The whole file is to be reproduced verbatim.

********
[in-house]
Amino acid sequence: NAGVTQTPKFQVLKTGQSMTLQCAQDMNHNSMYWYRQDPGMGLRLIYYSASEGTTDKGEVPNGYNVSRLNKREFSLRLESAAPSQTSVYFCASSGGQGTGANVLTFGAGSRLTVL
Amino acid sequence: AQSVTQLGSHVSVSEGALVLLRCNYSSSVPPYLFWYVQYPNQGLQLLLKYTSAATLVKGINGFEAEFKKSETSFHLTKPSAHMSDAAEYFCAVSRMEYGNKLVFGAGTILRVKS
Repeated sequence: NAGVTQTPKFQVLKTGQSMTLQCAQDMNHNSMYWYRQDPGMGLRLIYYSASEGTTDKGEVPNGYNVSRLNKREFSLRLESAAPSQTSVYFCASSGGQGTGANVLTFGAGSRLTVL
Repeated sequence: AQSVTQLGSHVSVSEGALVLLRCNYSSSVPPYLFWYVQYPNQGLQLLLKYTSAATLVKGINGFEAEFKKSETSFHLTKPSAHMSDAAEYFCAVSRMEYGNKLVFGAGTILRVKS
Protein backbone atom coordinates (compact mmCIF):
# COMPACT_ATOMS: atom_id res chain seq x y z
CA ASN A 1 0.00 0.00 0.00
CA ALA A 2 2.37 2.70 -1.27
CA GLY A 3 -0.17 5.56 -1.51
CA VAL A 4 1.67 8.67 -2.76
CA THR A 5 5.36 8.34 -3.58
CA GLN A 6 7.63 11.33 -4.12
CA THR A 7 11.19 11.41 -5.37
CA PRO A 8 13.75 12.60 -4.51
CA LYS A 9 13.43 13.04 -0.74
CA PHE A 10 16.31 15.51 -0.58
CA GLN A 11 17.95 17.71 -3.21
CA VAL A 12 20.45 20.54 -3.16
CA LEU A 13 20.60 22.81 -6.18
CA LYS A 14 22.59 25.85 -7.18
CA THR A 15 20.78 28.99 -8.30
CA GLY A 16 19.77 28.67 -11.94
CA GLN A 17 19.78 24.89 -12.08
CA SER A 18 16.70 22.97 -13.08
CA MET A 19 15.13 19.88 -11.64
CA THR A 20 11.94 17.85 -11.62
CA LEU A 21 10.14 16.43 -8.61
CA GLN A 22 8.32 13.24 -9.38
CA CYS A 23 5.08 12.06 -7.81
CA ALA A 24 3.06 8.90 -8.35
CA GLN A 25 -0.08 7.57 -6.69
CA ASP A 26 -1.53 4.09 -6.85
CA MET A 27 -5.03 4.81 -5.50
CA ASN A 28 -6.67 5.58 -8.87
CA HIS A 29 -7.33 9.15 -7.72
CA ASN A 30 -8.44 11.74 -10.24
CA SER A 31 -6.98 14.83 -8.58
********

[in-house]
Amino acid sequence: NAGVTQTPKFQVLKTGQSMTLQCAQDMNHNSMYWYRQDPGMGLRLIYYSASEGTTDKGEVPNGYNVSRLNKREFSLRLESAAPSQTSVYFCASSGGQGTGANVLTFGAGSRLTVL
Amino acid sequence: AQSVTQLGSHVSVSEGALVLLRCNYSSSVPPYLFWYVQYPNQGLQLLLKYTSAATLVKGINGFEAEFKKSETSFHLTKPSAHMSDAAEYFCAVSRMEYGNKLVFGAGTILRVKS
Repeated sequence: NAGVTQTPKFQVLKTGQSMTLQCAQDMNHNSMYWYRQDPGMGLRLIYYSASEGTTDKGEVPNGYNVSRLNKREFSLRLESAAPSQTSVYFCASSGGQGTGANVLTFGAGSRLTVL
Repeated sequence: AQSVTQLGSHVSVSEGALVLLRCNYSSSVPPYLFWYVQYPNQGLQLLLKYTSAATLVKGINGFEAEFKKSETSFHLTKPSAHMSDAAEYFCAVSRMEYGNKLVFGAGTILRVKS
Protein backbone atom coordinates (compact mmCIF):
# COMPACT_ATOMS: atom_id res chain seq x y z
CA ASN A 1 0.00 0.00 0.00
CA ALA A 2 2.37 2.70 -1.27
CA GLY A 3 -0.17 5.56 -1.51
CA VAL A 4 1.67 8.67 -2.76
CA THR A 5 5.36 8.34 -3.58
CA GLN A 6 7.63 11.33 -4.12
CA THR A 7 11.19 11.41 -5.37
CA PRO A 8 13.75 12.60 -4.51
CA LYS A 9 13.43 13.04 -0.74
CA PHE A 10 16.31 15.51 -0.58
CA GLN A 11 17.95 17.71 -3.21
CA VAL A 12 20.45 20.54 -3.16
CA LEU A 13 20.60 22.81 -6.18
CA LYS A 14 22.59 25.85 -7.18
CA THR A 15 20.78 28.99 -8.30
CA GLY A 16 19.77 28.67 -11.94
CA GLN A 17 19.78 24.89 -12.08
CA SER A 18 16.70 22.97 -13.08
CA MET A 19 15.13 19.88 -11.64
CA THR A 20 11.94 17.85 -11.62
CA LEU A 21 10.14 16.43 -8.61
CA GLN A 22 8.32 13.24 -9.38
CA CYS A 23 5.08 12.06 -7.81
CA ALA A 24 3.06 8.90 -8.35
CA GLN A 25 -0.08 7.57 -6.69
CA ASP A 26 -1.53 4.09 -6.85
CA MET A 27 -5.03 4.81 -5.50
CA ASN A 28 -6.67 5.58 -8.87
CA HIS A 29 -7.33 9.15 -7.72
CA ASN A 30 -8.44 11.74 -10.24
CA SER A 31 -6.98 14.83 -8.58